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Endowment Effects within Corporate Agency Relationships

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  • Arlen, Jennifer
  • Spitzer, Matthew
  • Talley, Eric
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    Abstract

    Behavioral economics is an increasingly prominent field within corporate law scholarship. A particularly noteworthy behavioral bias is the "endowment effect"--the observed differential between an individual's willingness to pay to obtain an entitlement and her willingness to accept to part with one. Should endowment effects pervade corporate contexts, they would significantly complicate much common wisdom within business law, such as the presumed optimality of ex ante agreements. Existing research, however, does not adequately address the extent to which people manifest endowment effects within agency relationships. This article presents an experimental test for endowment effects for subjects situated in an agency relationship that typifies many firms. We find that subjects do not exhibit significant endowment effects. An additional experimental test suggests that this finding may be largely due to framing: subjects situated as "agents" may view entitlements principally in terms of exchange value, thereby dampening endowment. Copyright 2002 by the University of Chicago.

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    Bibliographic Info

    Article provided by University of Chicago Press in its journal Journal of Legal Studies.

    Volume (Year): 31 (2002)
    Issue (Month): 1 (January)
    Pages: 1-37

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    Handle: RePEc:ucp:jlstud:v:31:y:2002:i:1:p:1-37

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    Web page: http://www.journals.uchicago.edu/JLS/

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    Cited by:
    1. Heifetz, Aviad & Segev, Ella & Talley, Eric, 2007. "Market design with endogenous preferences," Games and Economic Behavior, Elsevier, vol. 58(1), pages 121-153, January.
    2. Charles R. Plott & Kathryn Zeiler, 2005. "The Willingness to Pay–Willingness to Accept Gap, the "Endowment Effect," Subject Misconceptions, and Experimental Procedures for Eliciting Valuations," American Economic Review, American Economic Association, vol. 95(3), pages 530-545, June.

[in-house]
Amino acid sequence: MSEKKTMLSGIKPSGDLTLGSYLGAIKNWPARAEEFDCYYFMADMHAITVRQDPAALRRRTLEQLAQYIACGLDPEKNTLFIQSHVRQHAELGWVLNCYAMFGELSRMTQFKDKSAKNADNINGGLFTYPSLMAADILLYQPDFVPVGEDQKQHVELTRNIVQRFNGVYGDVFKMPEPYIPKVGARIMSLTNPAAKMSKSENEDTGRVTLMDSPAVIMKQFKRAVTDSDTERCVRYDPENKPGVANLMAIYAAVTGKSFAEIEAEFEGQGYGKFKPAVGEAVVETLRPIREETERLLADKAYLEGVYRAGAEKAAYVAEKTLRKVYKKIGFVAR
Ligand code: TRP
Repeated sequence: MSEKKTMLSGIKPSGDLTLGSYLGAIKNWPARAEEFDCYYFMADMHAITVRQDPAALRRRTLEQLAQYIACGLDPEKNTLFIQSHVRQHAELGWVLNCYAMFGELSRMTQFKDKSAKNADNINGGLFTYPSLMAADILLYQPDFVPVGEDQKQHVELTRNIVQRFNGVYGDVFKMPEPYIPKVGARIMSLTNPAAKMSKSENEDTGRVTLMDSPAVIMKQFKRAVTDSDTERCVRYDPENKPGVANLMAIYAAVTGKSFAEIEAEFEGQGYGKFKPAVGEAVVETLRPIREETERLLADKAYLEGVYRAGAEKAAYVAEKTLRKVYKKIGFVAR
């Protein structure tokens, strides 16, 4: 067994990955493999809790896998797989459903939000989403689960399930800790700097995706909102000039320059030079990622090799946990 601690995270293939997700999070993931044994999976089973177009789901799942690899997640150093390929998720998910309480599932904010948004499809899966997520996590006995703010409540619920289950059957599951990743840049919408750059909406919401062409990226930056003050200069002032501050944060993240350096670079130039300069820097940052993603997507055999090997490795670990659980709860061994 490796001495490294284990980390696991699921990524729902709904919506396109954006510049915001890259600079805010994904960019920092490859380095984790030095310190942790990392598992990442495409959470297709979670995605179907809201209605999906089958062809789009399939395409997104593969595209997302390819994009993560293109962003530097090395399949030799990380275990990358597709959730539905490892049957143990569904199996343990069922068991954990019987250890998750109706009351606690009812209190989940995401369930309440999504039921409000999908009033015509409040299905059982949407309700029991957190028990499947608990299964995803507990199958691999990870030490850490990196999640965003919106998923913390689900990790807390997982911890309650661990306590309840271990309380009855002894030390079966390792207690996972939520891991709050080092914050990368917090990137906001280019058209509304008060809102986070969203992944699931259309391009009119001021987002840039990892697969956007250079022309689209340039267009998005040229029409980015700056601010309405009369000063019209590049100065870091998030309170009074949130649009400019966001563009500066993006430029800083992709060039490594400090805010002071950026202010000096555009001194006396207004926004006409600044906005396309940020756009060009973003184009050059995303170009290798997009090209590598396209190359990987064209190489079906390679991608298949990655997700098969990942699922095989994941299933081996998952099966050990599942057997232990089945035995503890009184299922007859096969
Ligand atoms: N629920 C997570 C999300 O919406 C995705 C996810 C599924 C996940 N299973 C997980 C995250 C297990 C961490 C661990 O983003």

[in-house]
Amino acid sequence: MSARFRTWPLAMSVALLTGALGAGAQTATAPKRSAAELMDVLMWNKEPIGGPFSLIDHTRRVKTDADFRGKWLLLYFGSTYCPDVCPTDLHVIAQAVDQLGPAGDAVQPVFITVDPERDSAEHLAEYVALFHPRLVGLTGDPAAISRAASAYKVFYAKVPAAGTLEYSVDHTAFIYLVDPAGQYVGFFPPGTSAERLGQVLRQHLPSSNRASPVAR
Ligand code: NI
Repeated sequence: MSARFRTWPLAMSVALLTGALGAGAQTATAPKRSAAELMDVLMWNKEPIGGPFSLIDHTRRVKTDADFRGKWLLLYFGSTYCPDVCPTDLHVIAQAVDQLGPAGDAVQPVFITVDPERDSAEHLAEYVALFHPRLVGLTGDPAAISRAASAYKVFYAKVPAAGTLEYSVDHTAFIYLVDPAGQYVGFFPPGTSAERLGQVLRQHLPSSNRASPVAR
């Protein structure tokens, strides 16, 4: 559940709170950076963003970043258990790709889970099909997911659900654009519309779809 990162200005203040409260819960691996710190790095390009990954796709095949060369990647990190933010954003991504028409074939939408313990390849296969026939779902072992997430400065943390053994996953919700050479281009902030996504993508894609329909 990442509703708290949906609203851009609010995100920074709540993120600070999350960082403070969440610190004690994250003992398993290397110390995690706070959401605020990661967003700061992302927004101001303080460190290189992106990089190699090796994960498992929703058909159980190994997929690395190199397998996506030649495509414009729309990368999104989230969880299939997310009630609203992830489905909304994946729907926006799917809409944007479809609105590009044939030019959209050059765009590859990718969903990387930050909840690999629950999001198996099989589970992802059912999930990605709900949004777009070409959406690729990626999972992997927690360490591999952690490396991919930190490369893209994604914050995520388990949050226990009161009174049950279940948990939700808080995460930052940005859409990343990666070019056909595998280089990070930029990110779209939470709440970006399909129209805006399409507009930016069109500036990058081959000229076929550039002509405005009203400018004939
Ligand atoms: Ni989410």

3. Christoph Engel & Michael Kurschilgen, 2011. "The Coevolution of Behavior and Normative Expectations. Customary Law in the Lab," Working Paper Series of the Max Planck Institute for Research on Collective Goods 2011_32, Max Planck Institute for Research on Collective Goods.
    4. Aviad Heifetz & Ella Segev & Eric Talley, . "Market Design with Endogenous Preferences," University of Southern California Legal Working Paper Series usclwps-1001, University of Southern California Law School.
    5. Steven Shavell, 2003. "Economic Analysis of Property Law," NBER Working Papers 9695, National Bureau of Economic Research, Inc.
    6. Christine Jolls & Cass R. Sunstein, 2005. "Debiasing through Law," NBER Working Papers 11738, National Bureau of Economic Research, Inc.
    7. Christoph Engel & Heike Hennig-Schmidt & Bernd Irlenbusch & Sebastian Kube, 2009. "On Probation. An Experimental Analysis," Working Paper Series of the Max Planck Institute for Research on Collective Goods 2009_38, Max Planck Institute for Research on Collective Goods.
    8. Isabel Marcin & Andreas Nicklisch, 2014. "Testing the Endowment Effect for Default Rules," Working Paper Series of the Max Planck Institute for Research on Collective Goods 2014_01, Max Planck Institute for Research on Collective Goods.

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